I'm Terrified Of Losing Our Adoption Battle For The Baby We Fostered Since Birth

Third time is definitely not a charm for Briar Rose*, whose latest adoption process has been the most turbulent and stressful so far

I was recently approached to write a series about our journey to parenthood through adoption. I’ve never had a problem sharing our story. In fact, I have been asked to on many occasions, either out of curiosity or by someone looking to follow the same path. Although I have shared the details of our journey through the technical aspects, I have never shared the personal side, the emotional stuff, outside of my circle. I am hoping that I might be able to do that here, as an outlet, as we navigate through one of the toughest parts of our journey thus far.

As I sit here, the house unusually quiet—all three babies in bed—and I can almost remember what it felt like merely two years ago, when it was just my husband and I. When we were anxiously awaiting what would be some of the happiest, most fulfilling, exhausting and emotional days of our lives.

We always knew we wanted to adopt. This was something that we established years before we actually became parents. So when we got married and didn’t immediately fall pregnant, we knew exactly where the path was leading us. We knew we had the option of exploring our infertility—and we did do some initial testing—but we knew this wasn’t for us. There are many preconceptions when it comes to adoption, and infertility is one of them, but this isn’t what drove us. We saw this as an opportunity to do what we had always discussed before fertility had become a factor.

We were in no real rush, so when the time was right to start our family we did our research between the three types of adoption—public, private and international—and decided that public was the right route for us. Not wanting to spend tens of thousands of dollars that could go towards our children's futures, we also didn't see the point in leaving the country to adopt a child, when there are many children in need of homes in our own community (and I realize this is a personal choice and hold no judgment towards the other options).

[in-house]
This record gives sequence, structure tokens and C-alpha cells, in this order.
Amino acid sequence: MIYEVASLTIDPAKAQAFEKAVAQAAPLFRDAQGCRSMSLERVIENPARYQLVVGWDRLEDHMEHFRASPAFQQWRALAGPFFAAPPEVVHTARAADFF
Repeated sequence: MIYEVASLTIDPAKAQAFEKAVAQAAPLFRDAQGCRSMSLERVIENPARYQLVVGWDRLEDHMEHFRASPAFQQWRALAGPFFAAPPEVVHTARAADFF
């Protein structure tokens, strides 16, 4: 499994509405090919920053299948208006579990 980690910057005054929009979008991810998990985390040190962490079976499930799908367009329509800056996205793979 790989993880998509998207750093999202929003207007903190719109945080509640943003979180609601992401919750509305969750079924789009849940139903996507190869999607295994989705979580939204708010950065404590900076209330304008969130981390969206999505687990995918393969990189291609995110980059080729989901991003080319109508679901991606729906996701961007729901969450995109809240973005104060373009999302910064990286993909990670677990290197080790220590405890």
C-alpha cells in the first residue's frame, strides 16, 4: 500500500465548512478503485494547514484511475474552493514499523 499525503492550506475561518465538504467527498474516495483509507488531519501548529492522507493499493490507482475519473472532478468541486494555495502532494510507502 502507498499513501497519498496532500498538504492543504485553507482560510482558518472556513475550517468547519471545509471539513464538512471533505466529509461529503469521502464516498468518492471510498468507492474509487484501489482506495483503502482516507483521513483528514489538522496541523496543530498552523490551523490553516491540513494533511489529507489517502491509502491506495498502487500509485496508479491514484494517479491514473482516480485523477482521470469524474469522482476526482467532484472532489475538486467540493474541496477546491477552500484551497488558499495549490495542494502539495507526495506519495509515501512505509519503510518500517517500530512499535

Once the decision was made, that was it. I called and made an appointment with our local CAS for an information session, and we never looked back.

We didn’t know it then, but over the next few years, we would be exposed to a whole new world. The things on our mind at that point were superficial; how long the process would take, how invasive it would be, trying to ignore the constant horror stories we were told, and holding on to the success stories that countered them. Not to mention worrying about how to fit in all the appointments that quickly filled our schedule, while balancing work, and maintaining a constantly spotless house, which is what we assumed they wanted to see. But these concerns would quickly fall away as we began to experience things we may have known existed but had never given much thought to, and surely had never considered being a part of. We would make some of the hardest decisions we ever had to face. We would also grow more than we ever thought we needed to.

We took it all step by step and quickly learned how to balance our emotions in a system full of technicalities and paperwork. We didn’t have many, if any, people in our lives that had been here and there is no etiquette for most of this stuff. I couldn't have anticipated what it would feel like to wish for your own success when inevitably that meant wishing for someone else’s failure; when welcoming your baby into the world meant watching a mother say goodbye to her baby for the last time. Or how it would feel to have someone tell you that the child you have been raising from birth is now officially yours! These are a few of the things that we could have never prepared ourselves for or imagined until they happened.

We are currently in the process of adopting our third child, who we have been fostering since birth. We never intended to pursue foster-to-adopt, but as we have learned before, things don’t always go as planned, especially when dealing with CAS. This baby is the birth sibling of our older two children. However, unlike our previous adoption, this one has been turbulent and stressful. We had just started talking about having a third child when we found out about him, and we knew right away that this was the best place for him to be. As I sit here now, I am counting down the days—10 to be exact—until CAS tells us whether our two-month-old son is still at risk of being removed from our home in order to be placed with a birth relative. Our two-month-old son is the youngest of six children, all of whom have been apprehended. The thought of losing him tears at my heart and has caused me a lot of anxiety lately. The thought of my older two children losing their brother, whom they have grown to adore, terrifies me. I continue to push the thought to the back of my mind, and just hope that things will work out for the best.

*Author's name that has been changed to protect privacy

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jaunitaben 1 hour 25 min ago.

Start Here: Introductions

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